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Hate speech in India linked to RSS accounts: FB whistleblower

Haugen, a former Facebook data scientist, recently told the US Congress that the social media giant 'promotes global division and ethnic violence', including in India

Pheroze L. Vincent New Delhi Published 08.10.21, 03:19 AM
Frances Haugen.

Frances Haugen. Wikipedia

The disclosures of Frances Haugen, who hit the headlines across the world earlier this week as “the Facebook whistleblower”, include multiple references to the promotion of divisions and ethnic violence in India.

Her main claims on Facebook’s work in India are that pages associated with the Rashtriya Swayamsevak Sangh (RSS) promoted “fear mongering, anti-Muslim narratives”, that a lack of Indian language editors led to unchecked hate speech here on the platform, and that the BJP uses Single User Multiple Accounts for propaganda that affects neighbouring Bangladesh as well.


Haugen, a former Facebook data scientist, recently told the US Congress and the Securities and Exchange Commission (SEC) that the global social media giant “promotes global division and ethnic violence”, including in India.

A Facebook spokesperson told The Telegraph on Thursday that the company had made significant investments to detect hate speech, as a consequence of which its prevalence had come down drastically now.

In May, Haugen, 37, had quit the social media giant, in which she had earlier been part of the “civic integrity tram” that monitored election interference across the world. The team was disbanded after the presidential polls in the US in 2020.

Last month, she filed at least eight complaints with the SEC, the markets watchdog in the US, through lawyers at the NGO, Whistleblower Aid. She went public with her allegations on CBS News earlier this week and later testified to the US Congress.

A leaked internal FB document, “Adversarial Harmful Networks – India Case Study”, is cited in one of the SEC complaints uploaded on CBS News’ website.

An excerpt says: “RSS (Indian nationalist organization Rashtriya Swayamsevak Sangh) Users, Groups, and Pages promote fear mongering, anti-Muslim narratives targeted pro-Hindu populations with V&I (violent and incendiary) intent…. There were a number of dehumanizing posts comparing Muslims to ‘pigs’ and ‘dogs’ and misinformation (claiming that men have been urged to rape their female family members).

“Our lack of Hindi and Bengali classifiers means much of this (anti-Muslim) content is never flagged or actioned….”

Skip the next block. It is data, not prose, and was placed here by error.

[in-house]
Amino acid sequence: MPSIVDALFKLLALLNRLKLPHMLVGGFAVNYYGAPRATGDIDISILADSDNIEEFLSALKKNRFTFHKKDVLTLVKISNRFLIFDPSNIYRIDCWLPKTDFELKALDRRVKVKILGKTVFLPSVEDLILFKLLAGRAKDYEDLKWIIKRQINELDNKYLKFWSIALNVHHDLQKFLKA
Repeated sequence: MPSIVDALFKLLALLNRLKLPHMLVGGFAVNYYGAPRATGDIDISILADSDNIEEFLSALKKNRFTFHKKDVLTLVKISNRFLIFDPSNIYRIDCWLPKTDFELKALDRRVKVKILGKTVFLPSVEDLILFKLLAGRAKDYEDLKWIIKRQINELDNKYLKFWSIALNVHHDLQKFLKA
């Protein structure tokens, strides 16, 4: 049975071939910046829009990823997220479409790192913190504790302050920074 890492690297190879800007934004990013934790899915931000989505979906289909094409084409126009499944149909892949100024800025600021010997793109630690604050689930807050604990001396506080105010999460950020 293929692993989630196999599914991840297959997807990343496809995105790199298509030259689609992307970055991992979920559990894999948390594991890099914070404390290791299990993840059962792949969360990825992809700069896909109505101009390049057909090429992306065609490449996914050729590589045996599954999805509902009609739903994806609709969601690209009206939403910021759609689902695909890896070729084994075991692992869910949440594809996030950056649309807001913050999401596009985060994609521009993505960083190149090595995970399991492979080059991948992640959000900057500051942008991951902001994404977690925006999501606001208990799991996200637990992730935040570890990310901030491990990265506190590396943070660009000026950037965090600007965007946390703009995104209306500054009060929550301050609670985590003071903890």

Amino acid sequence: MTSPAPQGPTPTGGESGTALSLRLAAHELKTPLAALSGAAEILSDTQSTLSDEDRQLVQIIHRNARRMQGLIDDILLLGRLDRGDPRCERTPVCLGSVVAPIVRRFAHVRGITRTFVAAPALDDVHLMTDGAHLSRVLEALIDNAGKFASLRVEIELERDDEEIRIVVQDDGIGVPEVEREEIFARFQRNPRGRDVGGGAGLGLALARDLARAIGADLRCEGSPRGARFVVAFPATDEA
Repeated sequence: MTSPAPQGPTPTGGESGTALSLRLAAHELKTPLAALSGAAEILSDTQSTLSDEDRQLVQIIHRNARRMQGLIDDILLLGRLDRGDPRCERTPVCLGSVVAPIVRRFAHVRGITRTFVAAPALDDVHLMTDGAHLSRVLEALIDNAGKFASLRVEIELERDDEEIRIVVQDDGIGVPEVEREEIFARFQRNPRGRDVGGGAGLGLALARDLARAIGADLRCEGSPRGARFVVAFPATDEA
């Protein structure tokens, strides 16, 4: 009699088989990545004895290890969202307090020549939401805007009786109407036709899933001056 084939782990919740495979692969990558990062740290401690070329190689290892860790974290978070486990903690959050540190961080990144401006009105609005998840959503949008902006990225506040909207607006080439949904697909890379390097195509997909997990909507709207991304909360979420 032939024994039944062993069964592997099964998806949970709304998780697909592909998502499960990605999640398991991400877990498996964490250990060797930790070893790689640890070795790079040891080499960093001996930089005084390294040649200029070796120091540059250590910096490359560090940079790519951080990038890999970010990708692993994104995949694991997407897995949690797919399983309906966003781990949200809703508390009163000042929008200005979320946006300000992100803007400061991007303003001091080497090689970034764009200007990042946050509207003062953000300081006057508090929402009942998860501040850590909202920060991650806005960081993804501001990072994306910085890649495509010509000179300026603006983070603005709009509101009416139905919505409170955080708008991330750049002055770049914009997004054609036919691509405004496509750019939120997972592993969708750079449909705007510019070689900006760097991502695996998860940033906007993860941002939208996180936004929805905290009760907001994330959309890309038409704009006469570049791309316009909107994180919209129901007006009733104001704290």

The RSS and the BJP are yet to respond to Haugen’s claims.

Last year, The Wall Street Journal had quoted unnamed current and former Facebook staff who had claimed that the platform allowed posts by BJP legislators that incited violence, on the advice of Ankhi Das, its then public policy director for South and Central Asia, who was linked to the RSS.

An undated internal survey by Facebook, cited by Haugen, revealed that the posts that got the most views were fake.

“40% of Top VPV (View Port Views, or impressions) Civic Posters in West Bengal Were Fake/Inauthentic/fake. The highest-VPV user to be assessed as inauthentic had more than 30M accrued in the L28 (last 28 days),” she said in one of the complaints.

Viral shares included an “out-of-context” video by an Indian politician to stir anti-Muslim and anti-Pakistan sentiments.

Another leaked internal document titled “Lotus Mahal” was cited to suggest that the BJP encouraged its members to have multiple Facebook accounts, which is not illegal but is discouraged by the social media platform as the trend is linked to provocative content.

The excerpt in the complaint says: “BJP IT Cell worker (shared) coordinated messaging instructions to supporters with a copypasta campaign... targeting politically-sensitive tags.… 103 suspicious entities across IN & BD (India and Bangladesh).”

A Facebook spokesperson told this newspaper: “Over the years, we’ve invested significantly in technology that proactively detects hate speech even before people report it to us. We now use this technology to proactively detect violating content in Hindi and Bengali, alongside over 40 languages globally. As a result, we’ve reduced the prevalence of hate speech globally -– meaning the amount of the content people actually see -- on Facebook by almost 50 per cent in the last three quarters and it’s now down to 0.05 per cent of all content viewed.”

She added: “In addition, we have a team of content reviewers covering 20 Indian languages. As hate speech against marginalised groups, including Muslims, continues to be on the rise globally, we continue to make progress on enforcement and are committed to updating our policies as hate speech evolves online.”

Mark Zuckerberg wrote to employees earlier this week: “If we didn’t care about fighting harmful content, then why would we employ so many more people dedicated to this than any other company in our space --- even ones larger than us?”

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